Dr. Alexander Dawoody awarded third Fulbright scholarship


Photo credit/ Katlynn Whitaker

Autumn Granza, Editor- in - Chief

Dr. Alexander Dawoody, Ph.D., associate professor of administrative studies, has been awarded his third Fulbright Scholarship through the Fulbright Program. The Fulbright Program is competitive, and merit-based grants are given to students, scholars, and teachers for international educational exchange.

Dawoody studied in Baku, Azerbaijan, during the 2012-2013 academic year as a Fulbright Core Scholar, a result of his first Fulbright scholarship. While there, he fostered relationships between Baku and Marywood University. Dawoody then traveled to Tegucigalpa, Honduras in Oct. 2013 as a Fulbright Specialist where he taught and did research.

“The Fulbright Program has accomplished a great deal; building bridges, building friendships, promoting academic excellence and bringing the world together,” said Dawoody.

This spring, from February to June, Dawoody will visit Kazakhstan, where he will teach global public policy and international relations for Fulbright’s Core Scholarship.

There are, however, differences between the Core Scholarship Program, Fulbright’s main program, and the Specialist Program. The Core Scholarship Program involves teaching, research, or a combination of the two. The Specialist Program, which involves a shorter time commitment, is geared toward a specific function such as research, project development, or any need assessment by the host institution.

“The interesting part about [Fulbright] is that you meet different people, you learn different dynamics, and hopefully you can bridge with them so they can learn from you as well,” said Dawoody. “Hopefully, the relationship that you establish continues beyond the Fulbright term and that’s the rewarding aspect of it.”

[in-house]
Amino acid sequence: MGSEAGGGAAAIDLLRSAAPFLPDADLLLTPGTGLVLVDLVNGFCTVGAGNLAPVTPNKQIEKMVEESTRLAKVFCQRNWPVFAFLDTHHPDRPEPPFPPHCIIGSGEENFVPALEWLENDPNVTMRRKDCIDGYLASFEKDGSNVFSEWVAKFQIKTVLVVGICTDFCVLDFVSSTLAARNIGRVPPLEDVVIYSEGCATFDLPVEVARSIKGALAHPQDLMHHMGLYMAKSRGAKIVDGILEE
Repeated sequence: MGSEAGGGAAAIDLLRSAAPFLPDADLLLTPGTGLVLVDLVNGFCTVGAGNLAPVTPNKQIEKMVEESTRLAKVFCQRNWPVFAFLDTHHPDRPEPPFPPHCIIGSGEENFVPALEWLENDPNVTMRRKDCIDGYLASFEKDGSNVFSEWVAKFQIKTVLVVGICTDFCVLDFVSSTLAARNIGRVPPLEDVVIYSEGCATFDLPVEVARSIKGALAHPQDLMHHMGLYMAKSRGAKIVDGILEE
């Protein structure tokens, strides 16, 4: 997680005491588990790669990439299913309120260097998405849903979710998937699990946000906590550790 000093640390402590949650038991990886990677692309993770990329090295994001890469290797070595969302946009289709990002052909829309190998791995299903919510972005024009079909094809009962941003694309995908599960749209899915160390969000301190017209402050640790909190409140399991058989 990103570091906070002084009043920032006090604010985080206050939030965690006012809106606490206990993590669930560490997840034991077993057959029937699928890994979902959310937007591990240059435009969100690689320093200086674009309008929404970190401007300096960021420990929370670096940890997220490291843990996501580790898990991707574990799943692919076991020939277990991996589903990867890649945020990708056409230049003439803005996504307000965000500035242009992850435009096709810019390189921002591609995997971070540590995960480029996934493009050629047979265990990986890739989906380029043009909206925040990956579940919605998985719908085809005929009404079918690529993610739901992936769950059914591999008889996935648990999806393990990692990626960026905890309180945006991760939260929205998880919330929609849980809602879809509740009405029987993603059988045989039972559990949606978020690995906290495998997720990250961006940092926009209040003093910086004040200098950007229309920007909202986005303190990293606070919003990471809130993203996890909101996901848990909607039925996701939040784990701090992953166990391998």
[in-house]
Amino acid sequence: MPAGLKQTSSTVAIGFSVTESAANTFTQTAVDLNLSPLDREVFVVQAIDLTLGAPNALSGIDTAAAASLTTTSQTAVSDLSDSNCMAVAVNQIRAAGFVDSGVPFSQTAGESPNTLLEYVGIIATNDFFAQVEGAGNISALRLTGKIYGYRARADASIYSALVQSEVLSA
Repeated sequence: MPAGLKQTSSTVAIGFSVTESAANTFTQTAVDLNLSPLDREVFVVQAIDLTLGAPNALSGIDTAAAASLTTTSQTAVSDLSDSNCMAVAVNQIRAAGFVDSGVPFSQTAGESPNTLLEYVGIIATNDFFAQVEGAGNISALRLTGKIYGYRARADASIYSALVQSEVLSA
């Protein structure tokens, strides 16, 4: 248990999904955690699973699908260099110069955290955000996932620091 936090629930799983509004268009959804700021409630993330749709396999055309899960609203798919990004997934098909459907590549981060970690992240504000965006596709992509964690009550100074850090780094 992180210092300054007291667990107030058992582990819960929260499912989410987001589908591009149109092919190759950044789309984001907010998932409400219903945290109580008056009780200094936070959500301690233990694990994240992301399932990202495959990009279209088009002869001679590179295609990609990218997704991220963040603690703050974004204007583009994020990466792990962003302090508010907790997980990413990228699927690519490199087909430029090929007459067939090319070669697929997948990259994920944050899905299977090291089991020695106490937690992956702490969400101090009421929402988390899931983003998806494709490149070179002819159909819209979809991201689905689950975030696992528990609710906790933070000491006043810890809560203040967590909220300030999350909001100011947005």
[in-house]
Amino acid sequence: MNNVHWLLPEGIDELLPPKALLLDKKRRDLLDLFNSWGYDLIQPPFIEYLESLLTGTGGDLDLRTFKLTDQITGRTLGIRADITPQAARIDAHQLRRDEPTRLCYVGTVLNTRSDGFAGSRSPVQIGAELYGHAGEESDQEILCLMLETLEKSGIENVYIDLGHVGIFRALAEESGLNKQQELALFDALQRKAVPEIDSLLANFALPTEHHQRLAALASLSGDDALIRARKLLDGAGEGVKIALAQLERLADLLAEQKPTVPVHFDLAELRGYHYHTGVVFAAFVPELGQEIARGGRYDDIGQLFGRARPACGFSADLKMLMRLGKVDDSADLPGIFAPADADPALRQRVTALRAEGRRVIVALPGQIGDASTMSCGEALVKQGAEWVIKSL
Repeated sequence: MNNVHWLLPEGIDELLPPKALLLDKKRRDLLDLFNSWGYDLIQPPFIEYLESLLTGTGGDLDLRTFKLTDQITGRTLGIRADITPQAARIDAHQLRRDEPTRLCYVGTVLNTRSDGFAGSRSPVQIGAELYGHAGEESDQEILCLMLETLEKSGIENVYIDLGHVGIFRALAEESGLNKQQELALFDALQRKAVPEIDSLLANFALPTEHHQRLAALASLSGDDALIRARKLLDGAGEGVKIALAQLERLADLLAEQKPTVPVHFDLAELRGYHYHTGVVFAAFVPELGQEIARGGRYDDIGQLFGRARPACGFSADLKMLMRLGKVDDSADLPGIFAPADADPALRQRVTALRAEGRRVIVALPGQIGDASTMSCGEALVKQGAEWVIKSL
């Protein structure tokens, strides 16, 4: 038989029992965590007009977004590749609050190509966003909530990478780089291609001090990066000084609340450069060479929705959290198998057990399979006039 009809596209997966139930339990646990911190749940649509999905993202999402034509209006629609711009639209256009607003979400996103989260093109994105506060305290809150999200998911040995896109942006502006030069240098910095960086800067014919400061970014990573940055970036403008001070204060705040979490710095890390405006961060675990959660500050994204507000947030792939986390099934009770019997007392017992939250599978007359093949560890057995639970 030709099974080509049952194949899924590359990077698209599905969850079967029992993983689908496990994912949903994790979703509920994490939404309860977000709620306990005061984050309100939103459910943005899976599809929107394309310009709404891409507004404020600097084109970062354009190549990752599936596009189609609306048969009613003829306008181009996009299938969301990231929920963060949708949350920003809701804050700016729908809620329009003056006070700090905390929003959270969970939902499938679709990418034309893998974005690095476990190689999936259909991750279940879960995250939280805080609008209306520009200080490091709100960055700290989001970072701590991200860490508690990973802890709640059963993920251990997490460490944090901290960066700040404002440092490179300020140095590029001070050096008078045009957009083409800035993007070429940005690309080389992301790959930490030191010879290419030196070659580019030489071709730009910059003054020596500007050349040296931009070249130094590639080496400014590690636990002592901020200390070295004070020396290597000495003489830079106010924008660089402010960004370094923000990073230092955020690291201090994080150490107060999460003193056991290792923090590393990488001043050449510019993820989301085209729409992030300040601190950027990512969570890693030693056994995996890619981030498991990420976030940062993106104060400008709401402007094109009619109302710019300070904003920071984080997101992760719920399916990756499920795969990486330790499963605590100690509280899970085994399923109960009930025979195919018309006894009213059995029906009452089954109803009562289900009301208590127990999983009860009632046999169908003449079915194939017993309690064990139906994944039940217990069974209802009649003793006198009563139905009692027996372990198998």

Not only was he awarded his third Fulbright Scholarship but Dawoody also recently received news that he was selected to be on the Fulbright reviewing committee for the Specialist Program in the field of public administration and political science.

“For me, Dr. Dawoody is one of those teachers whose lessons extend far beyond the classroom,” said Bo Hoban, one of Dawoody’s former graduate students. “His teaching style compelled me to look differently at life, with an open mind and through multiple lenses. He is a well-accomplished scholar and a gentleman of the first class. I am so grateful to have studied under him in my time at Marywood.”

“Dr. Dawoody exemplifies the qualities all professors should strive to achieve,” said junior health services administration major, Robert Gonzalez. “His academic knowledge, passion for his profession, and willingness to assist his students, set him apart from the majority of his peers. Being awarded a third Fulbright Scholarship Award simply reinforces the fact that Dr. Dawoody is an outstanding professor and an educator. Marywood University should be proud to have him on their staff.”

Dawoody said that Marywood’s support of its mission and goals to foster diversity, globalization, respect, and human dignity have allowed him the opportunities he’s had.

“I was able to do this and am thankful to Sr. Anne Munley, Dr. Alan Levine, my dean [Dr. Mark Rodgers], all my colleagues as well as the students that are all supportive. Because of them, I am able to do these things,” said Dawoody. “It is really a rewarding experience to go through this and then reap the outcomes.”